Music brings comfort to Hospice patients

November 23, 2001

Music brings comfort to Hospice patients


SMITHSBURG - Harpist Sally Lay's outlook on life changed when she was diagnosed with cancer 10 years ago.

Things that had seemed so important before she fell ill took a back seat to her faith, family and desire to help others when she was faced with death, Lay said.

Lay, of Smithsburg, won her battle with the disease. Now she plays her harp to help others.

She gently plucks the 27 strings on her smallest mahogany harp for clients of Hospice of Washington County in hopes of bringing comfort to those who are dying. Lay plays music suited to the patients' tastes - classical, hymns, holiday - "to create an atmosphere of peace and healing and soothing," she said.

"I know a little bit about suffering. Now I have something I can give," Lay said. "You have people who are deeply touched by the music."


Her Hospice service is part of Lay's work toward her certification as a certified music practitioner through the Music for Healing & Transition Program.

In recognition of music as a therapeutic enhancement to the healing process and the life/death transition, MHTP is a course of study that prepares musicians to serve the ill and/or dying by providing live music to create a healing environment, according to information from the organization.

Lay has completed 75 hours of MHTP classroom training, 10 book reports and 45 internship hours through Hospice for her certification. She is preparing to take her final test so she can help heal and bring peace as a certified music practitioner, she said.

"This is not to entertain," Lay said. "It's a personal thing. This is to reach the patient."

She began working with Hospice about three months ago and serves about six Hospice clients. She visits each client at home every other week. Lay spends time getting to know her listeners before she begins playing because tastes vary, and it's important to provide music that each patient will find soothing, she said.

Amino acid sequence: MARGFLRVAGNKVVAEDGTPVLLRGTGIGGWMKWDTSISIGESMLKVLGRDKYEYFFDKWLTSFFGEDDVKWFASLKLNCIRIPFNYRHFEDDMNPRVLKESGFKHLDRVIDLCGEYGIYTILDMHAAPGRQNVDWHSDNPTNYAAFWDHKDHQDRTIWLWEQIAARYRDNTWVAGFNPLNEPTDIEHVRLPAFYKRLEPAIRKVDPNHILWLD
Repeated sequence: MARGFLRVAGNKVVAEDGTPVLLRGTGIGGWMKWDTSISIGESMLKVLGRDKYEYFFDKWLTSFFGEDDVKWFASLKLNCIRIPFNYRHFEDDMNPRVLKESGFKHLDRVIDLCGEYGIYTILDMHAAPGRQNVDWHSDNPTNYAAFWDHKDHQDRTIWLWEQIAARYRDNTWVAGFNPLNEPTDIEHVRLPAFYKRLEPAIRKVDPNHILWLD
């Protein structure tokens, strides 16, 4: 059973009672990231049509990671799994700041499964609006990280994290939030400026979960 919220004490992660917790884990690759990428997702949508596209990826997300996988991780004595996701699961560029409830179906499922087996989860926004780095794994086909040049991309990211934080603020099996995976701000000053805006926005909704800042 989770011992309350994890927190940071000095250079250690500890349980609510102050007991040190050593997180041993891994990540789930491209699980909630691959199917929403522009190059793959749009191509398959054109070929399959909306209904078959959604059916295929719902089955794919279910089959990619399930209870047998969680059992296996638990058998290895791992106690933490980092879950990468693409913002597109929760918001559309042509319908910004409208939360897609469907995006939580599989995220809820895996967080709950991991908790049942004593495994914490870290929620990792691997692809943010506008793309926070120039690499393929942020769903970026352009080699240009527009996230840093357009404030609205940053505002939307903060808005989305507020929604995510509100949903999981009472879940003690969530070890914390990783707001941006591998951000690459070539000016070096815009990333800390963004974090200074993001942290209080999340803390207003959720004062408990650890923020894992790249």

She watches her clients as closely as her strings when she plays, noting their subtle reactions to her harp's harmonies.

"You play to the body's functions," Lay said.

Most of her Hospice listeners fall asleep as she plucks the strings of her instrument. And that's good. It means Lay has been successful in relaxing them, she said.

"I just play and soothe. It's amazing how the atmosphere changes when you go into a room and start playing," Lay said.

The Lord called upon her to help others with music, she said.

"I'm sort of in awe sometimes. This is not my doing," Lay said. "This is God's ministry. I don't know where it's going. I didn't invent the plan. I'm just fumbling along."

When she learned she had cancer, Lay resigned from her 23-year job as a music teacher in Washington County public schools. She now gives private harp lessons in addition to performing at churches, weddings and other gathering places. The holidays are an especially busy time for a harpist, she said.

Lay, a member of the American Harp Society and director of the Tri-State Harp Ensemble, continues to hone her own harp skills with lessons from Peabody Conservatory harp professor Jeanne Chalifoux.

She enjoys learning, teaching and performing but finds no greater reward than playing her harp to help heal and/or bring comfort to the sick and dying, Lay said.

Small gestures - smiles, relaxed breathing, sleep - tell the harpist she's doing God's work well, she said.

"After I play an hour or two for the patients I feel blessed," Lay said.

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